UK heatwave: Met Office issues first ever red extreme heat warning

UK heatwave: Met Office issues first ever red heat warning - Yui Mok /PA
UK heatwave: Met Office issues first ever red heat warning – Yui Mok /PA

The Met Office has issued the first ever red alert for hot weather, warning there is a “very likely” risk to life.

Grahame Madge, Met Office spokesman, said: “We’ve just issued a red warning for extreme heat for Monday and Tuesday which is the first such warning ever issued.”

“The warning covers an area from London up to Manchester and then up to the Vale of York.”

“This is potentially a very serious situation.”

The Met Office are advising people to “take action now to keep yourself and others safe” and avoid travelling where possible.

Forecasters say there is an 80 per cent chance of the mercury topping the UK’s record temperature of 38.7C set in Cambridge in 2019, with the current heatwave set to peak on Tuesday.

UK heatwave: Met Office issues first ever red heat warning - Met Office
UK heatwave: Met Office issues first ever red heat warning – Met Office

Mr Madge said there is a 50 per cent chance of temperatures reaching 40C somewhere in the UK, likely along the A1 corridor.

“If we get to 40C, that’s a very iconic threshold and shows that climate change is with us now,” he said.

“This is made much more likely because of climate change.”

‘National emergency’ health warning

The UK Health Security Agency has increased its heat health warning from level three to level four – a “national emergency”.

Level four is reached “when a heatwave is so severe and/or prolonged that its effects extend outside the health and social care system…. At this level, illness and death may occur among the fit and healthy, and not just in high-risk groups”, it said.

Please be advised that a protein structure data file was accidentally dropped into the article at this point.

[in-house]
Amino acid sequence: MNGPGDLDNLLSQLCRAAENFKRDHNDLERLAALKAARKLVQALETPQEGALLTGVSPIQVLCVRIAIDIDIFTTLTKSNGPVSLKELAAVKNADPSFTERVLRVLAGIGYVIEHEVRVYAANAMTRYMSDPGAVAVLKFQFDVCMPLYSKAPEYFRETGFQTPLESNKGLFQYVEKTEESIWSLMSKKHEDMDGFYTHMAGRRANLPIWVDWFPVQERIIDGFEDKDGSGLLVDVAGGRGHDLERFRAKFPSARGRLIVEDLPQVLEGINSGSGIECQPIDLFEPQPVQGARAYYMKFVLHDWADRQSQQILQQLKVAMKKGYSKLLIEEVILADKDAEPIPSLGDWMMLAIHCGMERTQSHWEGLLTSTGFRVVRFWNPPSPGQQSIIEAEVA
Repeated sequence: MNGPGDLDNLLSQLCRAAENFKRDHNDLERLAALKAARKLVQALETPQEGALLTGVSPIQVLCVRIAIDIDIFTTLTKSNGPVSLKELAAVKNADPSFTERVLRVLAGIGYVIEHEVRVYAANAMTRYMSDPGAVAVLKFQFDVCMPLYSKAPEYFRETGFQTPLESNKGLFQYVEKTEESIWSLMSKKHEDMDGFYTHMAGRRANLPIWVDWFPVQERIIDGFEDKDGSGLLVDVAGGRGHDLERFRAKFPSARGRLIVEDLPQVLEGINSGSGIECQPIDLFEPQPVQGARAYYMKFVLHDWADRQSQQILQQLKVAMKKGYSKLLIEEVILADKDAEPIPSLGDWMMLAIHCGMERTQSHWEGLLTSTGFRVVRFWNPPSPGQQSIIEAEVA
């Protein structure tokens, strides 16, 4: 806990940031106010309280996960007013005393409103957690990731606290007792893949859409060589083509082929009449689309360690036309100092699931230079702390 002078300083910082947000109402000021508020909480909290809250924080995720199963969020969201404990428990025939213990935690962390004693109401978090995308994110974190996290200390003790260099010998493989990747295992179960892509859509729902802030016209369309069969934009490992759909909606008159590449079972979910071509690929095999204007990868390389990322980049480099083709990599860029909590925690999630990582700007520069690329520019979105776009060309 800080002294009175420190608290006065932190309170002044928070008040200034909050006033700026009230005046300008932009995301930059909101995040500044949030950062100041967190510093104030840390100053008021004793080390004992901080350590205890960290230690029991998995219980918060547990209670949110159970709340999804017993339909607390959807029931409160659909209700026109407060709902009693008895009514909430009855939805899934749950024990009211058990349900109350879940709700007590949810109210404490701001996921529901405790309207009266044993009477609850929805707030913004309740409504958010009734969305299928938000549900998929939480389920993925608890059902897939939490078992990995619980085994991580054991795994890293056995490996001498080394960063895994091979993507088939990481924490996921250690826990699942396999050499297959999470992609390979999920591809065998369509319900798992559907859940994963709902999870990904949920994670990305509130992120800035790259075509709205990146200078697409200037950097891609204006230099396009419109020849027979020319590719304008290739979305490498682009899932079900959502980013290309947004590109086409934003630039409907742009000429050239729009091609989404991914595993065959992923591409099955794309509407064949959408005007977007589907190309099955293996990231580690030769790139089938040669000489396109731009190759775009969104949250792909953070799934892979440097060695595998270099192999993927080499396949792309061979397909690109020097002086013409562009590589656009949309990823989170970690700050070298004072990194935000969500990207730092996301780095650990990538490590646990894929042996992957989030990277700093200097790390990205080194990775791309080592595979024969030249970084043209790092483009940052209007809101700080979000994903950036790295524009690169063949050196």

England’s chief medical officer, Professor Sir Chris Whitty, asked people on Twitter to look out for each other.

Penny Endersby, Met Office chief executive, said in a sombre video shared online: “The extreme heat that we’re forecasting right now is absolutely unprecedented.

“We’ve seen when climate change has driven such unprecedented severe weather events all around the world it can be difficult for people to make the best decisions in these situations because nothing in their life experience has led them to know what to expect.”

“Here in the UK we’re used to treating a hot spell as a chance to go and play in the sun. This is not that sort of weather.”

“Our lifestyles and our infrastructure are not adapted to what is coming.”

“Please treat the warnings we are putting out as seriously as you would a red or amber warning from us for wind or snow and follow the advice. Stay out of the sun, keep your home cool, think about adjusting your plans for the warning period.”

‘Substantial changes to working practices’

“Substantial disruption” is expected to travel and energy supplies, while there may also be widespread damage to property and infrastructure, according to the Met Office’s website.

People will need to make “substantial changes in working practices and daily routines“, the weather agency said.

Downing Street has not issued work from home guidance during the heatwave.

A No 10 spokesman said: “Different sectors and different professions may have different staffing requirements, it wouldn’t be for me to set out a broad policy for everybody, that would be a matter for individuals and their employers.”

Britain will suffer “delays on roads and road closures, along with delays and cancellations to rail and air travel, with significant welfare issues for those who experience even moderate delays.”